|Updated: Parma Parish Removes Plaque Honoring Late Priest Accused of Molesting Schoolgirls
By Michael O'Malley
June 15, 2011
- St. Charles Borromeo Catholic Church has removed a plaque there that honored the late priest recently accused by women of molesting them decades ago when they were schoolgirls.
Church leaders also took his name off a parish building.
Recent stories in The Plain Dealer detailed allegations from seven women who said they were repeatedly groped and kissed by the Rev. Monsignor Nicholas Monaghan when they were in the seventh and eighth grades back in the 1950s and '60s.
Robert Tayek, spokesman for the Cleveland Catholic Diocese, said Wednesday that St. Charles' parish council, along with the church's pastor, the Rev. John Carlin, decided to remove Monaghan's name and the plaque, which honors him as the parish's founder.
Tayek said that Carlin, who left this week on a vacation in Ireland and could not be reached, has written a letter on the matter to be distributed to parishioners this Sunday during Masses.
"Based on what they were hearing, they thought it was the right move to make," said Tayek. He said the signs were removed on Tuesday.
Tayek said the diocese had hoped to get more information directly from the victims, "But the pastor and parish council felt there was enough to make a move. It was their decision. We have to go along with it."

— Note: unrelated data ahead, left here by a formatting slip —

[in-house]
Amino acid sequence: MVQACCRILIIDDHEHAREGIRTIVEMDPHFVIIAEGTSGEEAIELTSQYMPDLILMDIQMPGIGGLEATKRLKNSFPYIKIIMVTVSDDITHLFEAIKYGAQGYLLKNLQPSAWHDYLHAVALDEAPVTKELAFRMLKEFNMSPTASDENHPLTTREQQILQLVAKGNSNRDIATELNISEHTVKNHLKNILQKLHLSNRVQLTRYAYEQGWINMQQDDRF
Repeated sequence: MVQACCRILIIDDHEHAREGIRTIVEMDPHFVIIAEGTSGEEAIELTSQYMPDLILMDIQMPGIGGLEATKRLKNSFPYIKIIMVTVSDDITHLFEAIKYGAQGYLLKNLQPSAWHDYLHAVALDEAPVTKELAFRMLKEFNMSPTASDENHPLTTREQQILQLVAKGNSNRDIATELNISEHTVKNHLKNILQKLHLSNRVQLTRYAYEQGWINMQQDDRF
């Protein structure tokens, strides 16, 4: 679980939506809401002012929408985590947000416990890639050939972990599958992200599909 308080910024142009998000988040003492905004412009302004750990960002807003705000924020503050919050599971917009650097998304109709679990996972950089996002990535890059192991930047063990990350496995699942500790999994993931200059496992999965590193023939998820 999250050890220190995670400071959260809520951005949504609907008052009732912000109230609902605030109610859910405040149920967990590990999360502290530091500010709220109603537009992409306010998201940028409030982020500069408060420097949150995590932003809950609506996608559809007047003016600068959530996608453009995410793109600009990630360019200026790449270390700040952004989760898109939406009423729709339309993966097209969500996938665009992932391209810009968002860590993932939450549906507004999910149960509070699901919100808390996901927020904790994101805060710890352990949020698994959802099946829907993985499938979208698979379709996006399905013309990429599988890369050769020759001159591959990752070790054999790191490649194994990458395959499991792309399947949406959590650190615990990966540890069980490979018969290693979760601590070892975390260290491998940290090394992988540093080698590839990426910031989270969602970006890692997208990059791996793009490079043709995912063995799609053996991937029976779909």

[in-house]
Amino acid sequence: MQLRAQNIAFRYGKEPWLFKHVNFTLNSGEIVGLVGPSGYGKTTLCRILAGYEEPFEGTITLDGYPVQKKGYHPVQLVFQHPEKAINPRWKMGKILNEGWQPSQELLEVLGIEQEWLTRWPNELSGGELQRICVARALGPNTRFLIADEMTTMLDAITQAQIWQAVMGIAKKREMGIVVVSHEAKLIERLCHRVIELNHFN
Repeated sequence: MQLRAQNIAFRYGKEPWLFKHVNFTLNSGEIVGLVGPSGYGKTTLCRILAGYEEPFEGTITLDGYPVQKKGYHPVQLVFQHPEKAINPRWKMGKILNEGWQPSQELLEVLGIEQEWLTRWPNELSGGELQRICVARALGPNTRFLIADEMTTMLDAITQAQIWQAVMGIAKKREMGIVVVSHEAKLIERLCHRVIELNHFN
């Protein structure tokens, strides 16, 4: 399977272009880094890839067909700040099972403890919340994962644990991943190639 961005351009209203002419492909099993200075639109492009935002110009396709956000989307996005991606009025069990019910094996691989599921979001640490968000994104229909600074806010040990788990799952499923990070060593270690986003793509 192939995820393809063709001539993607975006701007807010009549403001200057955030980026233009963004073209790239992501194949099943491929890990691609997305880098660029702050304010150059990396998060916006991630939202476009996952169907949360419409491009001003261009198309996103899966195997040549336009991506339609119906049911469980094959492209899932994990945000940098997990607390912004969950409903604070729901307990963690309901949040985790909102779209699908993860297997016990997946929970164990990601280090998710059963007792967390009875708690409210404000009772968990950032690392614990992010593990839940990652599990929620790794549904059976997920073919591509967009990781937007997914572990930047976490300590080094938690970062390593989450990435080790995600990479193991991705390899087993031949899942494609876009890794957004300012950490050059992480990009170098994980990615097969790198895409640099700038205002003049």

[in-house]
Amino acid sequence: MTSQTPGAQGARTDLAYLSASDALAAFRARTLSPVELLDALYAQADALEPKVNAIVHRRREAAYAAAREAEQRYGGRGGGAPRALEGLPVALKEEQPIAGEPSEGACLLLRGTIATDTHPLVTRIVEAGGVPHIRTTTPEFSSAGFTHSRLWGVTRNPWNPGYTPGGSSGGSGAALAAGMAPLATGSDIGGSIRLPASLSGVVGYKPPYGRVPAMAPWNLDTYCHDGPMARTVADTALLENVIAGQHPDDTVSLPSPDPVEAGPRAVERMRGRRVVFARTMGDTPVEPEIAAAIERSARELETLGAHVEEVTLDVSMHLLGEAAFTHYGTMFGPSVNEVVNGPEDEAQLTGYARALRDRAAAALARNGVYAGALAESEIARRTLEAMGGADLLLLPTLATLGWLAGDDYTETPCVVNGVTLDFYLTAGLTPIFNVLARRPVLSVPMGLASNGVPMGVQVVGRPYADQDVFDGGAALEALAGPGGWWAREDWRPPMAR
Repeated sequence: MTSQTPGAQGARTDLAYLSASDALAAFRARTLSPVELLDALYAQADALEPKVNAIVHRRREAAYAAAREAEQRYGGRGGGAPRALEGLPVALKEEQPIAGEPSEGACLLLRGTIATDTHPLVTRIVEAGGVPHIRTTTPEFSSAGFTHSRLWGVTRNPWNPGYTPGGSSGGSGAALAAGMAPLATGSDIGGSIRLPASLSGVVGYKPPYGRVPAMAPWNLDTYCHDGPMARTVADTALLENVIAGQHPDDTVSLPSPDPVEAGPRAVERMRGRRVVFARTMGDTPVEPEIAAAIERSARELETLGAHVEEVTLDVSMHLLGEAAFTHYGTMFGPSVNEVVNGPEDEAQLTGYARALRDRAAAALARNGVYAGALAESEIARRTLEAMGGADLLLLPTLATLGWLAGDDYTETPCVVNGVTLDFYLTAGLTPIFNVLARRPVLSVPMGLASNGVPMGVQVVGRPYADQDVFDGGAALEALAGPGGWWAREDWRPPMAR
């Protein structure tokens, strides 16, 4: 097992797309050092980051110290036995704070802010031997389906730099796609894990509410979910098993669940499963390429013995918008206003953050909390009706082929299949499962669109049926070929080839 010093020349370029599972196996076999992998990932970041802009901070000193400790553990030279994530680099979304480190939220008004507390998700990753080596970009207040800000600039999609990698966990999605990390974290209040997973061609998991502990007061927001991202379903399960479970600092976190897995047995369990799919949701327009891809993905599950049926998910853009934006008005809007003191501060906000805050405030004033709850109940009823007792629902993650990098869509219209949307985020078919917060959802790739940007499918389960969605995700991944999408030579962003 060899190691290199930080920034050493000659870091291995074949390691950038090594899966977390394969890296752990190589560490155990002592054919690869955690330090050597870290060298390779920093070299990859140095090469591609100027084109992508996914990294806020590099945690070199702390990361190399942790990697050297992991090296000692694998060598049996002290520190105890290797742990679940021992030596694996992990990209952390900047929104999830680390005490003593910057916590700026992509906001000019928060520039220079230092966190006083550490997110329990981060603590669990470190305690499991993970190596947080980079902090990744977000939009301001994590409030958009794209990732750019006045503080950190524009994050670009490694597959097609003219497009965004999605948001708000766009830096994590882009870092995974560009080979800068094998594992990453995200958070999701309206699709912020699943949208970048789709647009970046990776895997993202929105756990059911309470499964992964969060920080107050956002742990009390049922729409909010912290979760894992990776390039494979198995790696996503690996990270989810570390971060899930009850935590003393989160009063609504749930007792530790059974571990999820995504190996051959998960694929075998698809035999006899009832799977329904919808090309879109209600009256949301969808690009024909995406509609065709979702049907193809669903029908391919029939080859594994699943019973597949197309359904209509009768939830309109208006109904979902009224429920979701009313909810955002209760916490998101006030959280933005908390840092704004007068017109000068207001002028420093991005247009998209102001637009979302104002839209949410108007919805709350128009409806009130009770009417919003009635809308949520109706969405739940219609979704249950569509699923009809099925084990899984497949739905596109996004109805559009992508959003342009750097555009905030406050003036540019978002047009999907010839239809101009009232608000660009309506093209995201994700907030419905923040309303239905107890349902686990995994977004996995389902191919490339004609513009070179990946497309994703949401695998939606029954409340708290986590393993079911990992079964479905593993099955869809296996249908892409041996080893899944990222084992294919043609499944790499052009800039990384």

Barbara Johnson, the 65-year-old Texas woman who made the initial allegation said Wednesday that she was both "shocked" and "relieved" that the plaque and name are gone.
Johnson credited the other women who came forward with similar allegations after her story was published earlier this month.
"I hope all his victims -- many of whom chose not to speak out -- will find help," said Johnson. She also credited St. Charles, the place where she received the sacraments of confession, confirmation, holy communion and matrimony.
"I believe this action -- taking the plaque down and removing the name -- speaks to the character of the people at St. Charles," said Johnson.
She had told The Plain Dealer that Monaghan repeatedly fondled her breasts, kissed her and stuck his tongue in her mouth when she was a student at St. Charles grade school.
Johnson, of Fort Worth, said the encounters deeply traumatized her and she kept them a secret through her adulthood, not even telling her family.
In January 2008, she began seeing a therapist, paid for by the Catholic Diocese of Fort Worth. In July of that year, at the urging of her therapist, Johnson came to Cleveland to tell her story to the diocese here.
She asked that the plaque bearing Monaghan's image and his name on the building be removed, saying they honored a pedophile. But the Cleveland diocese refused, saying the alleged abuses occurred too long ago and the accused was long dead. The diocese did offer to pay for her therapy and has been doing so since December 2008.
Since reading Johnson's story, about a dozen women have contacted The Plain Dealer, saying they too were victims of Monaghan.
One of those women is Cecelia Puls, 69, of Brunswick, who welcomed the news Wednesday that the plaque and name had been removed.
"It's about time," she said. "I'm pleased that so many women came forward to support Barbara Johnson. After all these years, we finally exposed it."
Shirley Schewzow, 70, of North Royalton, who said she was abused by Monaghan when she was 12, said, "I'm happy to know that when I now drive past St. Charles I won't have to see his name on the parish hall."
Susan Kane, 62, of University Heights, who said both she and her sister were abused by Monaghan, said "Monsignor Monaghan tarnished his own name. There should not be a plaque honoring the legacy of a man who molested young, innocent girls. St. Charles did the right thing."
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